Recently 34 young adults from the Minneapolis-St. Paul area graduated from the Next Innovations Leadership program. This was the sixth class of graduates from a leadership program which seeks to foster young leaders who are initiators of change and progress and who have a commitment to take action to build a better world.
Next Innovations was started in 1994 by Alicia Phillips while she was a senior at Macalester College. While many leadership programs are geared towards upper management and towards people who are in mid-career, Next is a more grass-roots approach that focuses on young adults (ages 18-28) who are just beginning careers in the non-profit world. Next participants are a diverse group from multi-cultural backgrounds. Through the program, they build relationships with young adults they might not otherwise have the opportunity to get to know. As recent graduate Amanda Seigel noted: “Next provided me with a warm, supportive community that encouraged my work…I learned practical skills and built relationships with other young adults from diverse communities.” As a diverse group of action-oriented professionals, they reflect the changing demographics of our society: over 60 percent of program participants come from urban communities of color; many are from lower income backgrounds; all are committed to creating a civil society in which peace, justice and equity prevail.
The central theme of the Next Leadership model is alliance building. Participants are encouraged to build alliances with each other and to take this skill into the community to enhance their work for social change. The nine-month program is structured around skill-building retreats and “breakfast clubs.” The “breakfast clubs” are small groups that serve as the foundation for building a support network among Next participants. The “breakfast clubs” meet regularly and Next alumni and facilitators help focus discussions on leadership issues and skills, building alliances in a diverse world, and building awareness about themselves and the environment in which they work. As another Next graduate, Brent Kurkowski observed: “Next Innovations challenged me to look my fears in the face, to question the origins of my assumptions, and to think critically about how I can truly change the systems society operates within; thus becoming an effective agent of social change.” Next participants learn how to set up environments that allow for all voices to be heard, welcomed and valued in the workplace and in the community.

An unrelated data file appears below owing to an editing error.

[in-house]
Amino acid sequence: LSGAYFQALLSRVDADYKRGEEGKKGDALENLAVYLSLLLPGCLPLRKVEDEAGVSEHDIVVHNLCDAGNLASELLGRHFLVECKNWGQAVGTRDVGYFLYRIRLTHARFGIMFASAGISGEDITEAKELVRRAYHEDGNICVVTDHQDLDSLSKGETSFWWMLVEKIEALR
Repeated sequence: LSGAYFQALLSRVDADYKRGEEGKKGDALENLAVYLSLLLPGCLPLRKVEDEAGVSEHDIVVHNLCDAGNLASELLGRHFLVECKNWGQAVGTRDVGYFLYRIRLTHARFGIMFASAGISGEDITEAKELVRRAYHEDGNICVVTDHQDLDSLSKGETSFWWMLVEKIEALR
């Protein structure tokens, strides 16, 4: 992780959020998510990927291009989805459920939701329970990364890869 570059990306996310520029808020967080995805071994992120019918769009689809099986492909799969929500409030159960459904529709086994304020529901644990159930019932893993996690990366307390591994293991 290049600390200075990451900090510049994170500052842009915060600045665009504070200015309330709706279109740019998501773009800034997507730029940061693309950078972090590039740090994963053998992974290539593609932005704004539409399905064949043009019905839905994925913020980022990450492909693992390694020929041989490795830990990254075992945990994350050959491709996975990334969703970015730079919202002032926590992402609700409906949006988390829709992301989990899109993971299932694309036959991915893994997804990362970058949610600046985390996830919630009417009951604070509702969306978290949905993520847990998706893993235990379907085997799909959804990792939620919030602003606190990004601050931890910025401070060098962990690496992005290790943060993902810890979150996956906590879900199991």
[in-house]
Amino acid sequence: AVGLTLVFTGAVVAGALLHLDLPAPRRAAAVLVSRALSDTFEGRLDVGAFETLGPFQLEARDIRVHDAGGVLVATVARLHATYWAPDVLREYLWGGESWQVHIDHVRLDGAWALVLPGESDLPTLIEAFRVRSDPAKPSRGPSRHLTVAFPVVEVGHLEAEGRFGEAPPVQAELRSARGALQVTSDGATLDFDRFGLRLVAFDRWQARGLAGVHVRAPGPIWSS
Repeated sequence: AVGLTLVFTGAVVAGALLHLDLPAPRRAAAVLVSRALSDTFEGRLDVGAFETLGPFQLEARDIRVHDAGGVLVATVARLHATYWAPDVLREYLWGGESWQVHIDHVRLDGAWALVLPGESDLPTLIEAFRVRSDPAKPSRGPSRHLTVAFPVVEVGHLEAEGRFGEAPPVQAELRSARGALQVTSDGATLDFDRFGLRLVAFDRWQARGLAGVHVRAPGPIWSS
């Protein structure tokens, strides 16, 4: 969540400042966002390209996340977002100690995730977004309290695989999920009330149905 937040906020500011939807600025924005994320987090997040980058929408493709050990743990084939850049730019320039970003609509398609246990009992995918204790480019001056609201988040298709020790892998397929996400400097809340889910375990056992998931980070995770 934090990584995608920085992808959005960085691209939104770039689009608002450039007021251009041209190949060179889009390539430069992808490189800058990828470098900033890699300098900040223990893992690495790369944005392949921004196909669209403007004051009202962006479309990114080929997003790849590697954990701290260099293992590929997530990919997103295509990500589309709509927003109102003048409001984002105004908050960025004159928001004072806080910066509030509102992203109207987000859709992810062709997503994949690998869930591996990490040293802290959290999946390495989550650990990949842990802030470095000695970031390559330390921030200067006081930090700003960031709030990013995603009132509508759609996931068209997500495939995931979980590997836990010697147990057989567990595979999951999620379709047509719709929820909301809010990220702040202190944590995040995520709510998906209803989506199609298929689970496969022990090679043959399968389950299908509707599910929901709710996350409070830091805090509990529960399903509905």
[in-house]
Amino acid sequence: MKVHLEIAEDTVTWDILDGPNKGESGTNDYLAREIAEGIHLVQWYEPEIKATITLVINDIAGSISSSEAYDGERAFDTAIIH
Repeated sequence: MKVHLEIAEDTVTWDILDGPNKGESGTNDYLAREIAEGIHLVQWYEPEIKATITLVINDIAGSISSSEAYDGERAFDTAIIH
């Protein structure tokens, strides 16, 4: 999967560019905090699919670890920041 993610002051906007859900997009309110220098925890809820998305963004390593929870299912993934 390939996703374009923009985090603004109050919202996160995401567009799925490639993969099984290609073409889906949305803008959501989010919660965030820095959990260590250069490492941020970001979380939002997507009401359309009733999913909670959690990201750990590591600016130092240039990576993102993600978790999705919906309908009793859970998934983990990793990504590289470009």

Next is currently recruiting for Class VII. “We have placed a high priority on recuiting young adults with disabilities as well as young adults who work in agencies and organizations that serve people with disabilities. If Next is to model a world of diversity where people build alliances across differences, we need to ensure that we have participants from the disability community,” stated Sunny Kase, Next Recruitment Coordinator.
The nine month program includes 3 two-day retreats, eleven breakfast club meetings, two one-day training sessions and one-to-one sessions where participants examine progress towards their individual goals. Some of the leadership kills participants learn about are communication, budgeting and finance, community organizing, public speaking and storytelling, grant writing, and project management. They also learn about how to become a powerful ally; leading a meeting; building a team around their ideas and leadership; developing a personal vision and building strategic goals based on this vision; how to take an effective stand against injustice; and how to support other leaders. Through personal change and skill-building, participants become valuable assets to their workplace and their community.
Another component of the Next program is the initiation of a project. The project is an opportunity for a participant to “fine tune” an idea or vision that they may have for their organization or community. The project helps them put definition and structure to their dreams. Tommy Watson, a Next graduate, said about his project (called Faces of Courage): “Next provided me with the tools and resources to get off the ground. Next also provided me with the allies to bring about change in our community.”
Next Innovations receives a broad range of funding from foundations, corporations and individuals. The cost to participants is minimal compared to the actual cost of the program. The goal of Next Innovations is to train an outstanding group of leaders who are committed to their communities and are taking on new initiatives. They provide scholarships and do everything possible to make the Next program accessible to individuals who can help build this outstanding group of young leaders.
Next considers the non-profit agencies and organizations where the participants work as partners in the leadership program. As a result of their experiences at Next, participants are able to bring fresh approaches to their work, which benefits both the community and their employer.
“Young adults, ages 18-28, are invited to apply to participate in the upcoming class of the Next leadership program which begins in September. Anyone who is interested, including young adults and their supervisors at non-profit organizations, can call me at Next Innovations at 612-871-5057 to receive further information and to discuss the program in depth,” said Sunny Kase. “We are looking forward to nurturing, mentoring, and coaching a new group of this next generation of leaders.”
–Marcy Shapiro is Director of Programs at Next Innovations.